Features of pooled investments include the contribution of funds by participating persons to a single aggregated account, the calculation of contribution or the assessment of costs by reference to the property as a whole, and the payment of profits or income by reference to the property as a whole (without regard to individual variations).
- The purpose or effect, or pretended purpose or effect, of the arrangement is to enable participating persons to receive either:
(a) returns represented to arise or likely to arise from the property (or any part of the property), or sums represented to be paid or likely to be paid out of those returns (or part of those returns); or
(b) returns arising from any right, interest, title or benefit in the property or any part of the property.
The phrase “purpose or effect” is broad. The purpose or effect of an arrangement can include arrangements where returns to participating persons from the property in question are likely, even if that is neither the intention nor primary objective of the operator. Also, the purpose or effect of an arrangement will be assessed by virtue of how the arrangement is run in practice, and not necessarily by how the arrangement is described in contracts or legal documents.
An arrangement can be a collective investment scheme, even if no returns are made or the returns are derived from another source than the property. The critical feature is what has the operator represented in respect of likely returns.
So, let’s apply this to a blockchain network. A software development company operating in Hong Kong develops a concept for a decentralized platform based on using the increased purchasing power of the network to get discounts on products. This operating company decides to conduct a token sale in and from Hong Kong. The shareholders of the operating company form a company limited by guarantee in Hong Kong, which is a not-for-profit entity. Founders of the operating company are members of the Board of Directors, together with independent non-executive directors. The guarantee company appoints the operating company to develop and operate the platform. The guarantee company will issue tokens (via the platform) to purchasers. The tokens will be inactive until the platform is available, and then may be used to purchase the discounted products. A token sale is made to the public. A proportion of available tokens are reserved for the Founders. Tokens may be traded on crypto-exchanges, and converted to fiat currency. Funds are used to build and develop the platform.
Is this a collective investment scheme? Let’s see.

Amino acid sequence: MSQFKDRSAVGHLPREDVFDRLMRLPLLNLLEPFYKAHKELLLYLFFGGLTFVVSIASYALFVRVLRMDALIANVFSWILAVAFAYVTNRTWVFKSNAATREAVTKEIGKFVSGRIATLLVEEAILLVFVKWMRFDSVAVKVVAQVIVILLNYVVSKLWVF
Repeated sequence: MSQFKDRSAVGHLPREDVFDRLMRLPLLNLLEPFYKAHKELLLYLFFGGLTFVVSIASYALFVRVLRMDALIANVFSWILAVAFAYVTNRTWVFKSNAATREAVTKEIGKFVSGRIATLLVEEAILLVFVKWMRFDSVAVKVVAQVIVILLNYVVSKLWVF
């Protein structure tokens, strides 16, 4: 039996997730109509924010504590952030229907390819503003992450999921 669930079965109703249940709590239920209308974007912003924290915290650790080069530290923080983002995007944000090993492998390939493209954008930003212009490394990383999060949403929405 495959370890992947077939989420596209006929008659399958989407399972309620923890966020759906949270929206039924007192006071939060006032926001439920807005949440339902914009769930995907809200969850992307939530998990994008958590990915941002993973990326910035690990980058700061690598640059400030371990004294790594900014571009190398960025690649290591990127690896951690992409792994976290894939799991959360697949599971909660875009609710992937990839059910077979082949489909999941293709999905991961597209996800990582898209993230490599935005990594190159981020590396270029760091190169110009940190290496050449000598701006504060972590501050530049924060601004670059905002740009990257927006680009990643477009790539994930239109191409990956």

- This is an arrangement.
- It is in respect of property. Here, the property is the blockchain platform.
- The participating persons do not have control of the property. The participating persons are the purchasers of tokens in the token sale.
- The operators of the arrangement are managing the property as a whole. Also, the proceeds of the token sale are pooled. The operating company and its founders are the operator of the arrangement.
So far, so clear. Now, here’s the nub.
- Is the purpose or effect to enable participating persons to receive a return either from the blockchain platform itself, or from a right in respect of the blockchain platform?
The value of a token represents both the right attached to it (e.g. the right to purchase discounted goods), and the value of access to the community or network on the blockchain platform. The value of the token rises and falls according to the level of participation on the blockchain platform. This rise and fall in value is speculative, fluctuates, and is more akin to an investment than a simple utility function. This investment function of a token is enhanced if the token then becomes tradable in a secondary market, and even liquid and convertible to fiat currency. This is often built into the design of the token and the smart contract for the token sale. So, doesn’t the purpose or effect of the token sale of a utility token include (at least) enabling participating persons to make a return from a right in the blockchain platform?
This is where the innovation at the heart of using blockchain platforms runs right into a regulatory crux. It is possible that even token sales in respect of utility tokens could be considered a collective investment scheme. If so, promoting and advising on the token sale is a regulated activity, as is managing the blockchain platform. Likewise, the issuance of token sale conditions would be subject to regulation.